Bible in Modern China: The Literary and Intellectual Impact

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Bible in Modern China: The Literary and Intellectual Impact.

Edited by Irene Eber, Sze-kar Wan, and Knut Walf, in collaboration with Roman Malek. Sankt Augustin, Germany: Institut Monuments Serica, in cooperation with the Harry S. Truman Research Institute for the Advancement of Peace, The Hebrew University of Jerusalem, 1999. Monuments Serica Monograph Series, no. 43. Pp. 450. DM 90.

This interesting volume emerged from a 1996 conference at the Hebrew University of Jerusalem. Both conference and volume were largely the result of the energy and perseverance of Professor Irene Eber of the Hebrew University. The fifteen essays in the volume are by scholars from Europe, Israel, China, and the United States.

The overall aim of the volume is, within the historical context of Chinese-- Christian contacts, to tell the story of "the introduction of Scripture, the biblical text, and the Chinese literary and intellectual appropriation of it" (p. 14). This is basically a nineteenth- and twentieth-century story, although Nicolas Standaert's essay deals with the seventeenth century. The overall pattern revealed-one that will be surprising to some China scholars-is that of a "tentative embrace of a foreign scripture into China's age-old family of classics," including the "creative appropriation" of the Chinese Bible into Chinese culture (pp. 25-26).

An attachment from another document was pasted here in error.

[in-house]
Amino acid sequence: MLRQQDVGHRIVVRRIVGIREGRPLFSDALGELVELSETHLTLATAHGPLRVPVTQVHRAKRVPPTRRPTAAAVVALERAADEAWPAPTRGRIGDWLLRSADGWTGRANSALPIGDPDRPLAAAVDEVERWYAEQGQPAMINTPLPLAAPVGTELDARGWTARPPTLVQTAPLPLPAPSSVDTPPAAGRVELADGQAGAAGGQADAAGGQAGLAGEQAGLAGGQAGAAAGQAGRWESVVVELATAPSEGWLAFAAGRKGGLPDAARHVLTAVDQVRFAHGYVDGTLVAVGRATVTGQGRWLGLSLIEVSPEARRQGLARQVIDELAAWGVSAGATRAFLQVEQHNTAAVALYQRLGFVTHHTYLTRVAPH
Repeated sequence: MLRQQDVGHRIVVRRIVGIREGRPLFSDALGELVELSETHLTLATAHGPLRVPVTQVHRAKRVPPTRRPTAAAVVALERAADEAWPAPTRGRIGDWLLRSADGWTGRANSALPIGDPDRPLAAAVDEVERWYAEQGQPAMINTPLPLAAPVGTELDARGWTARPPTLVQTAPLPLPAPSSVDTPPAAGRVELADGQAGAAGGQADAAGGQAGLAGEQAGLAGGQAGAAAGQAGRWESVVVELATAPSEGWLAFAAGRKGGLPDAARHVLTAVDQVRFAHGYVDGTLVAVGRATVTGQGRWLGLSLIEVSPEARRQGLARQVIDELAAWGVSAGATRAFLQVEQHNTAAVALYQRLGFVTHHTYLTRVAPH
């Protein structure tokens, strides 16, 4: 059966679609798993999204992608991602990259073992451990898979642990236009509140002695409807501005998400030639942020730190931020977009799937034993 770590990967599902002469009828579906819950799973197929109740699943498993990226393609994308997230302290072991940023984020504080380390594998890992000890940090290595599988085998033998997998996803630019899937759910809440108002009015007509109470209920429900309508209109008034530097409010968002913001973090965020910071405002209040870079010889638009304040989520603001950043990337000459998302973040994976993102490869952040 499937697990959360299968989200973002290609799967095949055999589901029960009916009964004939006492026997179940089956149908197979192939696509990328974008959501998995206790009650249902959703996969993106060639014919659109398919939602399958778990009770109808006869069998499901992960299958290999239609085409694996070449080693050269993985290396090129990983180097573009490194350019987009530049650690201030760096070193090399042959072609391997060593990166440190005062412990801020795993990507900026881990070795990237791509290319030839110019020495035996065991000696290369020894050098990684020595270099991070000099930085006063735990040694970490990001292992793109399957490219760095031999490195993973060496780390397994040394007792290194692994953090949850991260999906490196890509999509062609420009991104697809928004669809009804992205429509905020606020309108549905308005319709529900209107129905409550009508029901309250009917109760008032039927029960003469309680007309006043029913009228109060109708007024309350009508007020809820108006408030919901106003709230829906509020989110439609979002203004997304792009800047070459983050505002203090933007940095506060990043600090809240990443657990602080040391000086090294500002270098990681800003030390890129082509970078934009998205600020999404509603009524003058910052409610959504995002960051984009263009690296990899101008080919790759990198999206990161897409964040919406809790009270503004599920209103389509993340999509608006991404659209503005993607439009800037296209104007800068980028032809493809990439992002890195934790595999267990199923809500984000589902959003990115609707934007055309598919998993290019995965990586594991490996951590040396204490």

The volume's three sections deal with the translation (six essays), reception (two essays), and appropriation (seven essays) of the Bible. The translation section includes an essay by Jost Zetzsche on the standard "Union version" translation published in 1919; it is a concise summary of his excellent book on this subject (no. …